Adolescents and young adults are frequently uninsured (9.0% and 26.4%). Under the Affordable Care Act, the impact of insuring this population on health care utilization is unclear. We examined insurance records from >3.5 million non-pregnancy-related primary care visits in the Military Health System to describe health care utilization patterns among 467 099 non–active duty patients, aged 12 to 22, with access to free health care.


We described association of age and gender with primary care utilization rates, clinic type, and primary and secondary diagnoses.


Adolescents and young adults were seen for 2.63 primary care visits per year. Use of Pediatric Clinics declined with age (51.6% to 1.8%) and increased for Family Medicine (45.5% to 91.1%). The top 3 diagnostic groups in our study were health maintenance (18.3%), health evaluation (17.3%), and respiratory/ear, nose, and throat (15.1%). Age-by-gender interactions had a significant association with health care utilization rates and diagnoses at primary care appointments. For example, the percent of all appointments accounted for by musculoskeletal injuries increased significantly (P < .001) with age for males (10.6%, 12–14 years; 12.8%, 15–18 years; 15.2%, 19–22 years) and decreased for females (10.3%, 9.2%, 7.5%).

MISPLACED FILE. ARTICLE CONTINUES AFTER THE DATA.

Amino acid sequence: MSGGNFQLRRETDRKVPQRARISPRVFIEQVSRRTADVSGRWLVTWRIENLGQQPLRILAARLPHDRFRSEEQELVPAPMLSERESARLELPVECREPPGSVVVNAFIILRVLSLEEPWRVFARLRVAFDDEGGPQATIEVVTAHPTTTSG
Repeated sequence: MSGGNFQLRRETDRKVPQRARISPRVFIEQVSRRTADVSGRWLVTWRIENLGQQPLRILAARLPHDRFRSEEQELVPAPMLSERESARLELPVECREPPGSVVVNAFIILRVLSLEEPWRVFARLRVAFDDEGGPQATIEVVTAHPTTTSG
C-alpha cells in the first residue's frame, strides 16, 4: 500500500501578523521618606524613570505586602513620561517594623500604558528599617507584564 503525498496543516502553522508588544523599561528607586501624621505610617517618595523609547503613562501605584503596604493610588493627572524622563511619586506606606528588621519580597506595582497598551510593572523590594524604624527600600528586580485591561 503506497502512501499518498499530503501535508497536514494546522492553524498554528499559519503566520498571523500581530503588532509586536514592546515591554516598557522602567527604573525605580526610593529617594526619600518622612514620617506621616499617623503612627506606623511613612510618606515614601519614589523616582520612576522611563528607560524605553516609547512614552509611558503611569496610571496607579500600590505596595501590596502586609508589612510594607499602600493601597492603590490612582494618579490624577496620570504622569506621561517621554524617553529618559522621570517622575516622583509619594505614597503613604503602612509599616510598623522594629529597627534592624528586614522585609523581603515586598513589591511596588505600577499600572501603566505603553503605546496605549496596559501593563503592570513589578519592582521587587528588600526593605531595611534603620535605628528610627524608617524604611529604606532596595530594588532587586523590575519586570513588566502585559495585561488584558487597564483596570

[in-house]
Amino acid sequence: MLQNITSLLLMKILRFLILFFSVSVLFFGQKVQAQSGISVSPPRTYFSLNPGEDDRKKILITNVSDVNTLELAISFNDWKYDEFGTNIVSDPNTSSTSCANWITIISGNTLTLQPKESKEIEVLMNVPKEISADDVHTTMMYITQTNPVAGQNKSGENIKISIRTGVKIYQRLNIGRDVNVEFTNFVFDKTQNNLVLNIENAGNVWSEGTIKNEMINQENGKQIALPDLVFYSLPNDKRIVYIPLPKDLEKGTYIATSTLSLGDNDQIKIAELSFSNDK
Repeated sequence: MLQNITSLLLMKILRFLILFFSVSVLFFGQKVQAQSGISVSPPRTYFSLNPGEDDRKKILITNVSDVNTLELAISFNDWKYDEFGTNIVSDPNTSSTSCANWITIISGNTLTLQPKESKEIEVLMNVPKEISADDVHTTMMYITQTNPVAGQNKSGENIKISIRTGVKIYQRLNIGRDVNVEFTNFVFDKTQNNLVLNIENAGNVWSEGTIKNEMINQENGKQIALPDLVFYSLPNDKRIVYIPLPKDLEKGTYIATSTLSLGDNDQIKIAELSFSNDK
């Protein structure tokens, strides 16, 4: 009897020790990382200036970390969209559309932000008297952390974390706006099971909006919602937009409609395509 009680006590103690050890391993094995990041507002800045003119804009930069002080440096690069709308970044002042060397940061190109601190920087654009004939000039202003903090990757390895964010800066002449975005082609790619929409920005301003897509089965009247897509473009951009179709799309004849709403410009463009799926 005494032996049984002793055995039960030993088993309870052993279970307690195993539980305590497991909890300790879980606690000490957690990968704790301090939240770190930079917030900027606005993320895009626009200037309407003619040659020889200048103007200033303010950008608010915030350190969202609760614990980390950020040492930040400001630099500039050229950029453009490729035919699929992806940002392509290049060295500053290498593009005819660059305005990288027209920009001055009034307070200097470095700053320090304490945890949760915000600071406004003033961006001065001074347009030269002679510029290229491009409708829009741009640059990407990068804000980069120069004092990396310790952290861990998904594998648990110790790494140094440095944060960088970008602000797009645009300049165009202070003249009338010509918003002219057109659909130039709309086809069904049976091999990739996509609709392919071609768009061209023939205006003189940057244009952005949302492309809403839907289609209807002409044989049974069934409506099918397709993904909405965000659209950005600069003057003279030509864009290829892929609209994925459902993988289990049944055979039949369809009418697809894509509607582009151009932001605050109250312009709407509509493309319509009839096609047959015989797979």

Unlike previous studies of adolescents and young adults, we show that this population, especially female young adults, does use health care when it is available and largely free. Extrapolating from our Military Health System data, we expect implementation of the Affordable Care Act will result in an increased demand for health care, particularly in the areas of reproductive health care, respiratory/ear, nose, and throat issues, and routine health maintenance.

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